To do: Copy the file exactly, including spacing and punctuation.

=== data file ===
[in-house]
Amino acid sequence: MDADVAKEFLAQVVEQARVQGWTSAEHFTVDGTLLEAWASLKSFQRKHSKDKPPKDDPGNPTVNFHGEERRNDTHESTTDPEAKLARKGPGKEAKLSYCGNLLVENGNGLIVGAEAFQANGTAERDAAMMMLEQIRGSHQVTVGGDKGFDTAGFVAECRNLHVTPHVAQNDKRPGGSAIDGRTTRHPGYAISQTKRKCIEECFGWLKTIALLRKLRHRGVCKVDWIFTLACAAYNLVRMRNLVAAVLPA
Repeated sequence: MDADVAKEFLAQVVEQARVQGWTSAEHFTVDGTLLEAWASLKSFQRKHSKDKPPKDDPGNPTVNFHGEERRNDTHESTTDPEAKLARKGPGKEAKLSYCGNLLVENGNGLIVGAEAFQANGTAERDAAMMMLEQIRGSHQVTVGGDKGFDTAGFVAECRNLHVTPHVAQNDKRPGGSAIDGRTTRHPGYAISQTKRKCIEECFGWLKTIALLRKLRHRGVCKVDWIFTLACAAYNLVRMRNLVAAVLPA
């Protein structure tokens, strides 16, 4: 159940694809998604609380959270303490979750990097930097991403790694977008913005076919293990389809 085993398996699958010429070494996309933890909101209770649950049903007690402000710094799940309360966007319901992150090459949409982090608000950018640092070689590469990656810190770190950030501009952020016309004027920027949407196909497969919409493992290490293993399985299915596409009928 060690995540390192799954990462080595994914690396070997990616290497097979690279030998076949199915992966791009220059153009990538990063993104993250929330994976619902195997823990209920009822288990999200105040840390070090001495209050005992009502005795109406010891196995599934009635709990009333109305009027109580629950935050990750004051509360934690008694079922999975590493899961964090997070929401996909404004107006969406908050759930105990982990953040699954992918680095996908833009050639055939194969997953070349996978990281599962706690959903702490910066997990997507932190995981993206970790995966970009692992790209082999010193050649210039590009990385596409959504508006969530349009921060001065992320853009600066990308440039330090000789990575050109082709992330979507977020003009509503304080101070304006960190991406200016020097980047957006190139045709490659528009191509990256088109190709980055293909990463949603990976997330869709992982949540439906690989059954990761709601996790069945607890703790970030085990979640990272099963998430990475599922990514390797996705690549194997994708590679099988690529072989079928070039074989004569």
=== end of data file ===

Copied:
[in-house]
Amino acid sequence: MDADVAKEFLAQVVEQARVQGWTSAEHFTVDGTLLEAWASLKSFQRKHSKDKPPKDDPGNPTVNFHGEERRNDTHESTTDPEAKLARKGPGKEAKLSYCGNLLVENGNGLIVGAEAFQANGTAERDAAMMMLEQIRGSHQVTVGGDKGFDTAGFVAECRNLHVTPHVAQNDKRPGGSAIDGRTTRHPGYAISQTKRKCIEECFGWLKTIALLRKLRHRGVCKVDWIFTLACAAYNLVRMRNLVAAVLPA
Repeated sequence: MDADVAKEFLAQVVEQARVQGWTSAEHFTVDGTLLEAWASLKSFQRKHSKDKPPKDDPGNPTVNFHGEERRNDTHESTTDPEAKLARKGPGKEAKLSYCGNLLVENGNGLIVGAEAFQANGTAERDAAMMMLEQIRGSHQVTVGGDKGFDTAGFVAECRNLHVTPHVAQNDKRPGGSAIDGRTTRHPGYAISQTKRKCIEECFGWLKTIALLRKLRHRGVCKVDWIFTLACAAYNLVRMRNLVAAVLPA
């Protein structure tokens, strides 16, 4: 159940694809998604609380959270303490979750990097930097991403790694977008913005076919293990389809 085993398996699958010429070494996309933890909101209770649950049903007690402000710094799940309360966007319901992150090459949409982090608000950018640092070689590469990656810190770190950030501009952020016309004027920027949407196909497969919409493992290490293993399985299915596409009928 060690995540390192799954990462080595994914690396070997990616290497097979690279030998076949199915992966791009220059153009990538990063993104993250929330994976619902195997823990209920009822288990999200105040840390070090001495209050005992009502005795109406010891196995599934009635709990009333109305009027109580629950935050990750004051509360934690008694079922999975590493899961964090997070929401996909404004107006969406908050759930105990982990953040699954992918680095996908833009050639055939194969997953070349996978990281599962706690959903702490910066997990997507932190995981993206970790995966970009692992790209082999010193050649210039590009990385596409959504508006969530349009921060001065992320853009600066990308440039330090000789990575050109082709992330979507977020003009509503304080101070304006960190991406200016020097980047957006190139045709490659528009191509990256088109190709980055293909990463949603990976997330869709992982949540439906690989059954990761709601996790069945607890703790970030085990979640990272099963998430990475599922990514390797996705690549194997994708590679099988690529072989079928070039074989004569």